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dc.contributor.authorHimes, Blanca E.en_US
dc.contributor.authorLasky-Su, Jessicaen_US
dc.contributor.authorWu, Ann C.en_US
dc.contributor.authorWilk, Jemma B.en_US
dc.contributor.authorHunninghake, Gary M.en_US
dc.contributor.authorKlanderman, Barbaraen_US
dc.contributor.authorMurphy, Amy J.en_US
dc.contributor.authorLazarus, Rossen_US
dc.contributor.authorSoto-Quiros, Manuel E.en_US
dc.contributor.authorAvila, Lydianaen_US
dc.contributor.authorCeledón, Juan C.en_US
dc.contributor.authorLange, Christophen_US
dc.contributor.authorO'Connor, George T.en_US
dc.contributor.authorRaby, Benjamin A.en_US
dc.contributor.authorSilverman, Edwin K.en_US
dc.contributor.authorWeiss, Scott T.en_US
dc.date.accessioned2011-12-29T21:02:16Z
dc.date.available2011-12-29T21:02:16Z
dc.date.copyright2010
dc.date.issued2010-8-10
dc.identifier.citationHimes, Blanca E, Jessica Lasky-Su, Ann C Wu, Jemma B Wilk, Gary M Hunninghake, Barbara Klanderman, Amy J Murphy, Ross Lazarus, Manuel E Soto-Quiros, Lydiana Avila, Juan C Celedón, Christoph Lange, George T O'Connor, Benjamin A Raby, Edwin K Silverman, Scott T Weiss. "Asthma-susceptibility variants identified using probands in case-control and family-based analyses" BMC Medical Genetics 11:122. (2010)
dc.identifier.issn1471-2350
dc.identifier.urihttps://hdl.handle.net/2144/2498
dc.description.abstractBACKGROUND: Asthma is a chronic respiratory disease whose genetic basis has been explored for over two decades, most recently via genome-wide association studies. We sought to find asthma-susceptibility variants by using probands from a single population in both family-based and case-control association designs. METHODS: We used probands from the Childhood Asthma Management Program (CAMP) in two primary genome-wide association study designs: (1) probands were combined with publicly available population controls in a case-control design, and (2) probands and their parents were used in a family-based design. We followed a two-stage replication process utilizing three independent populations to validate our primary findings. RESULTS: We found that single nucleotide polymorphisms with similar case-control and family-based association results were more likely to replicate in the independent populations, than those with the smallest p-values in either the case-control or family-based design alone. The single nucleotide polymorphism that showed the strongest evidence for association to asthma was rs17572584, which replicated in 2/3 independent populations with an overall p-value among replication populations of 3.5E-05. This variant is near a gene that encodes an enzyme that has been implicated to act coordinately with modulators of Th2 cell differentiation and is expressed in human lung. CONCLUSIONS: Our results suggest that using probands from family-based studies in case-control designs, and combining results of both family-based and case-control approaches, may be a way to augment our ability to find SNPs associated with asthma and other complex diseases.en_US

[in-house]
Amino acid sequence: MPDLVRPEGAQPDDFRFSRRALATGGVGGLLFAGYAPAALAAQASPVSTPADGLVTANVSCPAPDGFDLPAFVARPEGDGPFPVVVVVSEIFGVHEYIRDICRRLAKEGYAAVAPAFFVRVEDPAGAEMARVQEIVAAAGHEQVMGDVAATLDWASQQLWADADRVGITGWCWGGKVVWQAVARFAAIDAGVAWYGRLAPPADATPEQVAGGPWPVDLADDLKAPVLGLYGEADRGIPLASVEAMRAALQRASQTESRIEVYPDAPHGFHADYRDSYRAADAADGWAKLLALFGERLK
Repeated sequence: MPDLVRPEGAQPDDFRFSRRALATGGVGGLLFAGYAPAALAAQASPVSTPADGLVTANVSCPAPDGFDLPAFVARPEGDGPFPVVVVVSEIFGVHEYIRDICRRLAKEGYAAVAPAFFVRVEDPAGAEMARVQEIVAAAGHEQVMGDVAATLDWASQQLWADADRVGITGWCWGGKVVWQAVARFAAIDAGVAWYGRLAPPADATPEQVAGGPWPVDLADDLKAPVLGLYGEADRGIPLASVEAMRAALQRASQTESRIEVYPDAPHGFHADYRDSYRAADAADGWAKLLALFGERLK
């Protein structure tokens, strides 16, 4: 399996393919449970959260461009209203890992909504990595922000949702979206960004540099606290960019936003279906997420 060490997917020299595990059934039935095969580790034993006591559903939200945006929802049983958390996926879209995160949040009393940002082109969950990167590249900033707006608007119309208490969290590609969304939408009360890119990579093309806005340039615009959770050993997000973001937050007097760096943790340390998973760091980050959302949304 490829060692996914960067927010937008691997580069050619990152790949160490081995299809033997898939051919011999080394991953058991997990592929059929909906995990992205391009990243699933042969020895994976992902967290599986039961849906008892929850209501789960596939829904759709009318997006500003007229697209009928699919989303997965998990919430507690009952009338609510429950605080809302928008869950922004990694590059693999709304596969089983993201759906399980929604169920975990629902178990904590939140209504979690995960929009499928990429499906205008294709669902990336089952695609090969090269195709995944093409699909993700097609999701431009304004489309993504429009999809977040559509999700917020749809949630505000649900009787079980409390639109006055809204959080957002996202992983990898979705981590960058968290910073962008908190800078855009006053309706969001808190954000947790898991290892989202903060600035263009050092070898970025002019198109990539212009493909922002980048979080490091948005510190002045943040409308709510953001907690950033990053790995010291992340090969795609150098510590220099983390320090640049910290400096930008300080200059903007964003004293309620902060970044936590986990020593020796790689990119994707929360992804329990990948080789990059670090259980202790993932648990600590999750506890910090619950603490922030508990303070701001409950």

dc.description.sponsorshipNational Heart, Lung, and Blood Insitute and the National Institutes of Health (U01 HL075419, U01 HL65899, PO1 HL083069, R01 HL086601, T32 HL07437, N01-HC-25195); National Institutes of Health (R37 HL066289, HL04370, R01 HL087680; National Library of Medicine (2T15LM007092-16); Affymetrix Inc. (N02-HL-6-4278); Robert Dawson Evans Endowment of the Department of Medicine at Boston University School of Medicine and Boston Medical Center; Young Clinical Scientist Award from the Flight Attendant Medical Research Instituteen_US
dc.language.isoen
dc.publisherBioMed Centralen_US
dc.rightsCopyright 2010 Himes et al; licensee BioMed Central Ltd. This is an Open Access article distributed under the terms of the Creative Commons Attribution License (http://creativecommons.org/licenses/by/2.0), which permits unrestricted use, distribution, and reproduction in any medium, provided the original work is properly cited.en_US
dc.rights.urihttp://creativecommons.org/licenses/by/2.0
dc.titleAsthma-Susceptibility Variants Identified Using Probands in Case-Control and Family-Based Analysesen_US
dc.typeArticleen_US
dc.identifier.doi10.1186/1471-2350-11-122
dc.identifier.pmid20698975
dc.identifier.pmcid2927535


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Copyright 2010 Himes et al; licensee BioMed Central Ltd. This is an Open Access article distributed under the terms of the Creative Commons Attribution License (http://creativecommons.org/licenses/by/2.0), which permits unrestricted use, distribution, and reproduction in any medium, provided the original work is properly cited.
Except where otherwise noted, this item's license is described as Copyright 2010 Himes et al; licensee BioMed Central Ltd. This is an Open Access article distributed under the terms of the Creative Commons Attribution License (http://creativecommons.org/licenses/by/2.0), which permits unrestricted use, distribution, and reproduction in any medium, provided the original work is properly cited.